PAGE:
With the time change comes brighter mornings and darker evenings. And that change in light can make all the difference to your sleep schedule.
“Light is the most important circadian rhythm setter that we have,” Dr. Allen Salem, sleep specialist, said. “Without light, we wouldn’t know day from night. So when we change the times by falling back at this time of year, our response is to try to go to bed at the same time, but then you’re gonna wake up even earlier.”
Dr. Salem says going to bed slightly later is one way to get your sleep schedule adjusted to the time change.
“I would also recommend a little bit of, not necessarily bright light, but light within the house shortly before bed, maybe one to two hours before bed, which will delay their sleep time just a little bit,” Dr. Salem said.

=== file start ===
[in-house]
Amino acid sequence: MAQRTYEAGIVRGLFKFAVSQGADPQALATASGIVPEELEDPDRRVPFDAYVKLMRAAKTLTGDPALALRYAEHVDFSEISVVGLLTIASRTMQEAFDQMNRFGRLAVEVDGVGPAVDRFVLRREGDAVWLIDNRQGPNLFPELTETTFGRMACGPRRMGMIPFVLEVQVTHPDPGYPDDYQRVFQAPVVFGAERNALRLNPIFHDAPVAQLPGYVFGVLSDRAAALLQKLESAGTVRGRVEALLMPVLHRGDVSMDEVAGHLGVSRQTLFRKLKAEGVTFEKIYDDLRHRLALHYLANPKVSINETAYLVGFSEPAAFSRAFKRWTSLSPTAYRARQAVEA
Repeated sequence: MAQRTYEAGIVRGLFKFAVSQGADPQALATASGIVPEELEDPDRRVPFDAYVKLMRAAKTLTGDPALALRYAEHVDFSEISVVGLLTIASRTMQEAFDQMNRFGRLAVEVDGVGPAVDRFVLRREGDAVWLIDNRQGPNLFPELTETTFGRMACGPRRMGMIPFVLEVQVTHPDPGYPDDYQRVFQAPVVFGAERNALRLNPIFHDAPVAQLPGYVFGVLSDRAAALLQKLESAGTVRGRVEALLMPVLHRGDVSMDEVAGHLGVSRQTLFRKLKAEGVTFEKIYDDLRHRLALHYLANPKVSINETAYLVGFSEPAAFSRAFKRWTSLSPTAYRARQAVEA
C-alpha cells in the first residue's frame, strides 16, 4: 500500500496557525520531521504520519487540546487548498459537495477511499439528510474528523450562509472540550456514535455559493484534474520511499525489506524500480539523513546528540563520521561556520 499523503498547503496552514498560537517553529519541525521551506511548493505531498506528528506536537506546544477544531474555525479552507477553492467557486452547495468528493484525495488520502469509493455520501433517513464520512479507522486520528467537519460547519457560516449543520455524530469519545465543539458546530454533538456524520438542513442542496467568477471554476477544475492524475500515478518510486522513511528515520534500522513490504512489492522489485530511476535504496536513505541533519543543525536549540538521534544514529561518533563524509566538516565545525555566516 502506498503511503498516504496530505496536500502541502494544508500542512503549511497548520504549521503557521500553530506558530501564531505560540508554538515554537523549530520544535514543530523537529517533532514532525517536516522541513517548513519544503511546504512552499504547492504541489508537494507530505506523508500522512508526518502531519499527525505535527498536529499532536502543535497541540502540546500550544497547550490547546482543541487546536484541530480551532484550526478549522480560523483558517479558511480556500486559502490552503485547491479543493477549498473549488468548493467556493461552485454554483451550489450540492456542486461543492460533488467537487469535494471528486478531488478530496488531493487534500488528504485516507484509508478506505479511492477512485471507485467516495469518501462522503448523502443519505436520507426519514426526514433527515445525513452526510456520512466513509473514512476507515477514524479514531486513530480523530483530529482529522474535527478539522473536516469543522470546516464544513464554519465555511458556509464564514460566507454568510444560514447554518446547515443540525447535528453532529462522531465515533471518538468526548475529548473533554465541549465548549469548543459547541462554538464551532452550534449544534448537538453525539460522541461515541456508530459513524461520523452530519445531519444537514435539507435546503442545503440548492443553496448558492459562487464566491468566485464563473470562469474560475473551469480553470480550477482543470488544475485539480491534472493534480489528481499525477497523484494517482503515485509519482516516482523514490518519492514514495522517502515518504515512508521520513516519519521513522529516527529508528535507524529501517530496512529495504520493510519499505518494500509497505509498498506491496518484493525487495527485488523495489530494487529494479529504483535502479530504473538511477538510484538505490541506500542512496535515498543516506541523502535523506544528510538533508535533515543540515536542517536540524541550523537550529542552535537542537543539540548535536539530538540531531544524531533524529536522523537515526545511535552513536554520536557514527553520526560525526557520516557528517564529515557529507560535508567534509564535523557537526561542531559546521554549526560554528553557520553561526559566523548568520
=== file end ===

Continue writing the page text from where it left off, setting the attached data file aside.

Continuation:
While some worry about the effects the change has on their sleep, Dr. Salem says it’s not a long term effect.
“It’s not to worry except for the first few days when we’re getting up in the dark and it’s dark really early,” Dr. Salem said. “The tendency is to wanna go to bed and there’s no light. So, with no light, your brain says it’s bed time, but at this point there’s very little effect.”
Dr. Salem also recommends that children under 12 get 10-12 hours of sleep, 12 to 18-year-olds get 8-10 hours of sleep and adults get seven hours of sleep.